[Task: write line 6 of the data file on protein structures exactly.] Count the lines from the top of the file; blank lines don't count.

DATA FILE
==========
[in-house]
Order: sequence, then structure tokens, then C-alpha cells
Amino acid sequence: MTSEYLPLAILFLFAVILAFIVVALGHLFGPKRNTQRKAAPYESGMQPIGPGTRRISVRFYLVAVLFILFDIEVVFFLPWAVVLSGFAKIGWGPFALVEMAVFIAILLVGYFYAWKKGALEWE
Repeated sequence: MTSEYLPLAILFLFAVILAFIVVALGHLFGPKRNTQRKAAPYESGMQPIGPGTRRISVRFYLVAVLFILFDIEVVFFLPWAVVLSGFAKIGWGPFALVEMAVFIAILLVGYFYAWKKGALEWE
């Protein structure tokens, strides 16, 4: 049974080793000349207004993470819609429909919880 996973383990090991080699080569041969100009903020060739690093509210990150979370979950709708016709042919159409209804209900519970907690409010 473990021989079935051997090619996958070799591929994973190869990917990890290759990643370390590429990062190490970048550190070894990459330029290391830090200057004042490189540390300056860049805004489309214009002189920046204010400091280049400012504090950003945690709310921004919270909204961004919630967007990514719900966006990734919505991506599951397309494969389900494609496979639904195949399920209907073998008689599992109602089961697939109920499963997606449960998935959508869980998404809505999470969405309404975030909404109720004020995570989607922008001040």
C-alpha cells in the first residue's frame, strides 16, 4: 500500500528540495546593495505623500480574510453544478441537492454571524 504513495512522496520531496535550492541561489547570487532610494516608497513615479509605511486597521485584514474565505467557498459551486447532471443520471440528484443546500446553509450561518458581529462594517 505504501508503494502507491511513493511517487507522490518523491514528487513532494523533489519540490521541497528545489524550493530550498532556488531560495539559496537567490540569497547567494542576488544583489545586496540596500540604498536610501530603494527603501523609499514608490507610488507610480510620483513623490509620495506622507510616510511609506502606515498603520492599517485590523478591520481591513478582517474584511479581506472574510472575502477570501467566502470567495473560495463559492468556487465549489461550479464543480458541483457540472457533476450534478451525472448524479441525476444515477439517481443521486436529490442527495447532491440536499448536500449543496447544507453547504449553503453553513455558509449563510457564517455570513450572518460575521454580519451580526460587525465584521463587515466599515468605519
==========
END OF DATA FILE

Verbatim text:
C-alpha cells in the first residue's frame, strides 16, 4: 500500500528540495546593495505623500480574510453544478441537492454571524 504513495512522496520531496535550492541561489547570487532610494516608497513615479509605511486597521485584514474565505467557498459551486447532471443520471440528484443546500446553509450561518458581529462594517 505504501508503494502507491511513493511517487507522490518523491514528487513532494523533489519540490521541497528545489524550493530550498532556488531560495539559496537567490540569497547567494542576488544583489545586496540596500540604498536610501530603494527603501523609499514608490507610488507610480510620483513623490509620495506622507510616510511609506502606515498603520492599517485590523478591520481591513478582517474584511479581506472574510472575502477570501467566502470567495473560495463559492468556487465549489461550479464543480458541483457540472457533476450534478451525472448524479441525476444515477439517481443521486436529490442527495447532491440536499448536500449543496447544507453547504449553503453553513455558509449563510457564517455570513450572518460575521454580519451580526460587525465584521463587515466599515468605519